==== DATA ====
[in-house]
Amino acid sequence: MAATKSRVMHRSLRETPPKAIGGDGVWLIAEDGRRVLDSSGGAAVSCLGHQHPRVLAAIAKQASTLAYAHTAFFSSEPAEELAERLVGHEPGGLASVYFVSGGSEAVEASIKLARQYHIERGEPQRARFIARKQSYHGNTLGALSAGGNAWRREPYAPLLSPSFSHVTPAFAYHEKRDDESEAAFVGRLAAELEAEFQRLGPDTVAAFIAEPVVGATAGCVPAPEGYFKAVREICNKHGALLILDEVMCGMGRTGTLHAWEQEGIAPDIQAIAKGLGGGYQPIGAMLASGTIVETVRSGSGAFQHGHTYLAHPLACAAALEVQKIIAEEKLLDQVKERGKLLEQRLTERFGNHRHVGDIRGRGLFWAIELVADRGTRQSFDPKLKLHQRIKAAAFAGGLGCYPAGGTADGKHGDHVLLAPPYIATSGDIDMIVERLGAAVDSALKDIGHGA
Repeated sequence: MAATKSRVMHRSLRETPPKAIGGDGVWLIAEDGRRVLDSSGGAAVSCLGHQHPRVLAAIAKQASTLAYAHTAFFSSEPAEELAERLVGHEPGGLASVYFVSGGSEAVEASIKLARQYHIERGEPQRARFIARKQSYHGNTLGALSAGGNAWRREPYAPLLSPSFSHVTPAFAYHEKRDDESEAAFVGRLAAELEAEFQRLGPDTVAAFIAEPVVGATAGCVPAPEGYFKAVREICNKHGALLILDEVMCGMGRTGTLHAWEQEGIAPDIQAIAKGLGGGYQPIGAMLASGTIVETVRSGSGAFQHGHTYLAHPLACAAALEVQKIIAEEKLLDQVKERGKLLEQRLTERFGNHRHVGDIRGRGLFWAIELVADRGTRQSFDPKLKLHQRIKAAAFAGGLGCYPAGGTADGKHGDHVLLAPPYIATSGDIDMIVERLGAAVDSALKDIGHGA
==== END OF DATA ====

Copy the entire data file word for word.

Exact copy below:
[in-house]
Amino acid sequence: MAATKSRVMHRSLRETPPKAIGGDGVWLIAEDGRRVLDSSGGAAVSCLGHQHPRVLAAIAKQASTLAYAHTAFFSSEPAEELAERLVGHEPGGLASVYFVSGGSEAVEASIKLARQYHIERGEPQRARFIARKQSYHGNTLGALSAGGNAWRREPYAPLLSPSFSHVTPAFAYHEKRDDESEAAFVGRLAAELEAEFQRLGPDTVAAFIAEPVVGATAGCVPAPEGYFKAVREICNKHGALLILDEVMCGMGRTGTLHAWEQEGIAPDIQAIAKGLGGGYQPIGAMLASGTIVETVRSGSGAFQHGHTYLAHPLACAAALEVQKIIAEEKLLDQVKERGKLLEQRLTERFGNHRHVGDIRGRGLFWAIELVADRGTRQSFDPKLKLHQRIKAAAFAGGLGCYPAGGTADGKHGDHVLLAPPYIATSGDIDMIVERLGAAVDSALKDIGHGA
Repeated sequence: MAATKSRVMHRSLRETPPKAIGGDGVWLIAEDGRRVLDSSGGAAVSCLGHQHPRVLAAIAKQASTLAYAHTAFFSSEPAEELAERLVGHEPGGLASVYFVSGGSEAVEASIKLARQYHIERGEPQRARFIARKQSYHGNTLGALSAGGNAWRREPYAPLLSPSFSHVTPAFAYHEKRDDESEAAFVGRLAAELEAEFQRLGPDTVAAFIAEPVVGATAGCVPAPEGYFKAVREICNKHGALLILDEVMCGMGRTGTLHAWEQEGIAPDIQAIAKGLGGGYQPIGAMLASGTIVETVRSGSGAFQHGHTYLAHPLACAAALEVQKIIAEEKLLDQVKERGKLLEQRLTERFGNHRHVGDIRGRGLFWAIELVADRGTRQSFDPKLKLHQRIKAAAFAGGLGCYPAGGTADGKHGDHVLLAPPYIATSGDIDMIVERLGAAVDSALKDIGHGA